Linda Stratmann is the author of the MINA SCARLETTI INVESTIGATIONS, a traditional British detective series set in Victorian Brighton.
More than a year ago, I determined to write a book in which Mina Scarletti, disabled by the scoliosis that twists her spine and cramps her lungs, is taken ill and solves a mystery while confined to bed. It is not a new concept. In The Wench is Dead, Inspector Morse solves a Victorian murder while in hospital, and in Josephine Tey’s The Daughter of Time, Inspector Alan Grant, hospitalised with a broken leg, explores the fate of the Princes in the Tower.
But these are historical puzzles, and therefore considered suitable to engage the mind of a bored invalid. In His Father’s Ghost, Mina has additional challenges. She is intrigued by a current conundrum, the disappearance of a local man while out sailing, declared legally dead, but his actual fate unknown. Her doctor, however, has advised her against any activity that might tax her delicate health, and that includes solving mysteries. She has to use all her ingenuity to gather the information she needs. In doing so, she finds that she has uncovered evidence of past crimes and scandals. Her enquiries are a catalyst that set off a train of events that ultimately have dramatic and life-changing consequences for several prominent citizens of Brighton.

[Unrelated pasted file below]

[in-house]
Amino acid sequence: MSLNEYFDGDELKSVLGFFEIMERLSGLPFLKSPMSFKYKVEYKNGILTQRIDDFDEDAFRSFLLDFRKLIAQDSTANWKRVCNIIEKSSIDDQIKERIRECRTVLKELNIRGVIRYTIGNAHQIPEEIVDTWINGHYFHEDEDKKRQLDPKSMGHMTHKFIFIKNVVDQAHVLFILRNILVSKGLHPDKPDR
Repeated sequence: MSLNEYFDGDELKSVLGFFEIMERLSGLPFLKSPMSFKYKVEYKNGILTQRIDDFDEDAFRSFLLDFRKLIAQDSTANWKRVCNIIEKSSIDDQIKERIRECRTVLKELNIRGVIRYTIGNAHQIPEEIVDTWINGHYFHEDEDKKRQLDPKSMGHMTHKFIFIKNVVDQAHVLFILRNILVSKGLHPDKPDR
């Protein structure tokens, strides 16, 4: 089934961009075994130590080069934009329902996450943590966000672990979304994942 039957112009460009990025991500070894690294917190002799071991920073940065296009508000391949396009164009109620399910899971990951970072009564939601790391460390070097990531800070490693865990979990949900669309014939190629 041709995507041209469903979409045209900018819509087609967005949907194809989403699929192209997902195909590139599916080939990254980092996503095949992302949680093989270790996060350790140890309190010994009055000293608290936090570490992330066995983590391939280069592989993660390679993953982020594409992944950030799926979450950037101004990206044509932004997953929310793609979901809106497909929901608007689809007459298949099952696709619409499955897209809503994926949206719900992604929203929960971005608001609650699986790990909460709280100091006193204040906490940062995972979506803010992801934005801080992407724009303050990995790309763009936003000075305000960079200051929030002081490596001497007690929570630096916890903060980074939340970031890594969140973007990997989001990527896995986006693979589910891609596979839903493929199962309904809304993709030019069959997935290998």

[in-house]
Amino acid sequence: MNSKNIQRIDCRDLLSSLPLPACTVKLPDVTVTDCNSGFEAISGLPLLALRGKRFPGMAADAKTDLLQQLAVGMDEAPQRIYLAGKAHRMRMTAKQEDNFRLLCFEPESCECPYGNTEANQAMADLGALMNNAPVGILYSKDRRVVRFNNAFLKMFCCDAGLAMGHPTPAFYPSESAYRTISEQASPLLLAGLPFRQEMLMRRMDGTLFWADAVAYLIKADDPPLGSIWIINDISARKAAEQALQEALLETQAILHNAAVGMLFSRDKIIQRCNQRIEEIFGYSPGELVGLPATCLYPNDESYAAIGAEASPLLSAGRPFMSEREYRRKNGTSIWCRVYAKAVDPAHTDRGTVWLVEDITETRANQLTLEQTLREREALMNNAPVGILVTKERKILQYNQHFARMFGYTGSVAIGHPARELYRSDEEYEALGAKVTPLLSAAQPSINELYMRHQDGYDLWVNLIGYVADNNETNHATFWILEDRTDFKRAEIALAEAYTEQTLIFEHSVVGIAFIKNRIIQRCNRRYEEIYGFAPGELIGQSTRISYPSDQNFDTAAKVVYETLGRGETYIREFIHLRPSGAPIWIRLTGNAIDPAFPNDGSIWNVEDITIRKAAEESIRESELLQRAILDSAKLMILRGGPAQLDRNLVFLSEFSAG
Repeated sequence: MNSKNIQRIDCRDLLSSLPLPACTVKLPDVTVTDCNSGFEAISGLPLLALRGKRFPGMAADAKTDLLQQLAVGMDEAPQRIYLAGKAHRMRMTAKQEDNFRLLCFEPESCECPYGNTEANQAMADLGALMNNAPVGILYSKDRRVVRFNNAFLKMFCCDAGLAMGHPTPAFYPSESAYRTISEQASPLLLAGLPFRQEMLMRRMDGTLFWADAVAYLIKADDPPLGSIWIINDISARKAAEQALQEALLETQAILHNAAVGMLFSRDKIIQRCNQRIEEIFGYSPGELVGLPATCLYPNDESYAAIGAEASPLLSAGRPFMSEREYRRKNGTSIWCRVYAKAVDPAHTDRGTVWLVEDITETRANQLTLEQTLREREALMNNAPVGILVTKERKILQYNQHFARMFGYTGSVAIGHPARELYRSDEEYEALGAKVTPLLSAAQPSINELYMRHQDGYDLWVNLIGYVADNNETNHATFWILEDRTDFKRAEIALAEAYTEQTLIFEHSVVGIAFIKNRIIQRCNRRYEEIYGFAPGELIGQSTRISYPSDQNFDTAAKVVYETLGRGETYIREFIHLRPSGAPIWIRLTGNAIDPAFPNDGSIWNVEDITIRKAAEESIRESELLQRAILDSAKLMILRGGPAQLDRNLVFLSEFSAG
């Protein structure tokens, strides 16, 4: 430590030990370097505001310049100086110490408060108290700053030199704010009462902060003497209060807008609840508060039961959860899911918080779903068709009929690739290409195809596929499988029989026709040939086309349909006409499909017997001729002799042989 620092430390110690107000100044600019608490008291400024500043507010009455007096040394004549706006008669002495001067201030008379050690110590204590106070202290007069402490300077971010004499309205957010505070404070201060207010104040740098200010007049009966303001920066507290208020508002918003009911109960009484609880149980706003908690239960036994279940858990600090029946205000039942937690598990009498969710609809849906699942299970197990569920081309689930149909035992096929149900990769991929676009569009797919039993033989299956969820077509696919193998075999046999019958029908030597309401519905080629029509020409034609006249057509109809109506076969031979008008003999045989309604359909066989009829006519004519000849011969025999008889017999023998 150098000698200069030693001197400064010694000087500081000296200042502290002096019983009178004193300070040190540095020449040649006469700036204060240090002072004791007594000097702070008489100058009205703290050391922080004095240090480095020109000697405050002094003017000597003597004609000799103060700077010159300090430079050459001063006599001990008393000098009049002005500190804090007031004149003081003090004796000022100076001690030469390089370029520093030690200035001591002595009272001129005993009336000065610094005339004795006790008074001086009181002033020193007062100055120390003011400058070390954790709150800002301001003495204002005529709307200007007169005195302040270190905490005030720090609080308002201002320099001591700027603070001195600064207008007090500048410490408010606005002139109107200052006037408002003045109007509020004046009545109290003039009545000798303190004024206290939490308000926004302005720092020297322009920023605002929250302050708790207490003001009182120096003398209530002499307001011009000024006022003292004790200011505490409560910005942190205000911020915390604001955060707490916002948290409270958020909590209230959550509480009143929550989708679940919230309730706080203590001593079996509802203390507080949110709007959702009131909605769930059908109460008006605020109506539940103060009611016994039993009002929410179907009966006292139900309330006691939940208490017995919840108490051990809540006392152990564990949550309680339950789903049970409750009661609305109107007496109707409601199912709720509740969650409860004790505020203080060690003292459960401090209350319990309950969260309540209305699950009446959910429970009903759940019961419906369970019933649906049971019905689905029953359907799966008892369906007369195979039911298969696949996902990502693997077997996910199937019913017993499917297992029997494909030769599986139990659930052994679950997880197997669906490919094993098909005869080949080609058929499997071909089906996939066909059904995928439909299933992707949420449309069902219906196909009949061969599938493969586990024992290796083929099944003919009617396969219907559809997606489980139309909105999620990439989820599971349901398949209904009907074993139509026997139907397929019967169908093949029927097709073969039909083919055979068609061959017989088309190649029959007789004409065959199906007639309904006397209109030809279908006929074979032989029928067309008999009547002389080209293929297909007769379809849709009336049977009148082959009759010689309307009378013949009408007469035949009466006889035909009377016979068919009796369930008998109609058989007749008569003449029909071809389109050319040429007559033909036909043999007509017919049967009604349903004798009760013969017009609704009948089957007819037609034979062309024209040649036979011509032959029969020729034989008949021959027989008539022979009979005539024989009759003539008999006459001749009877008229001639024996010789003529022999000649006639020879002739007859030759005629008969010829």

One of the themes which I explore in this book is hallucination. Mina, when stricken by a fever, sees and hears things that reveal what is troubling her. The son of the vanished man, disturbed by significant events, has terrifying visions in those dark hours that lie between sleeping and waking.
I really enjoyed my research for this book. I visited the fascinating Police Cells Museum of Brighton, and read about the curious spiritoscope, an apparatus designed to prove that it was spirits and not the medium who cause the movement of the divination table.
It was my real pleasure to include two characters who have appeared in previous books, the flamboyant actor Marcus Merridew, fresh from his acclaimed season as Hamlet, and the creepy young photographer Mr Beckler.
While editing the manuscript, which was completed at the end of 2019, I was struck by how Mina’s plight echoes our current time. She is ill with a lung infection, and effectively on lockdown. But when she scents a puzzle, it gives her strength. She needs not only warmth and air and nourishment, but material to keep her busy mind alive.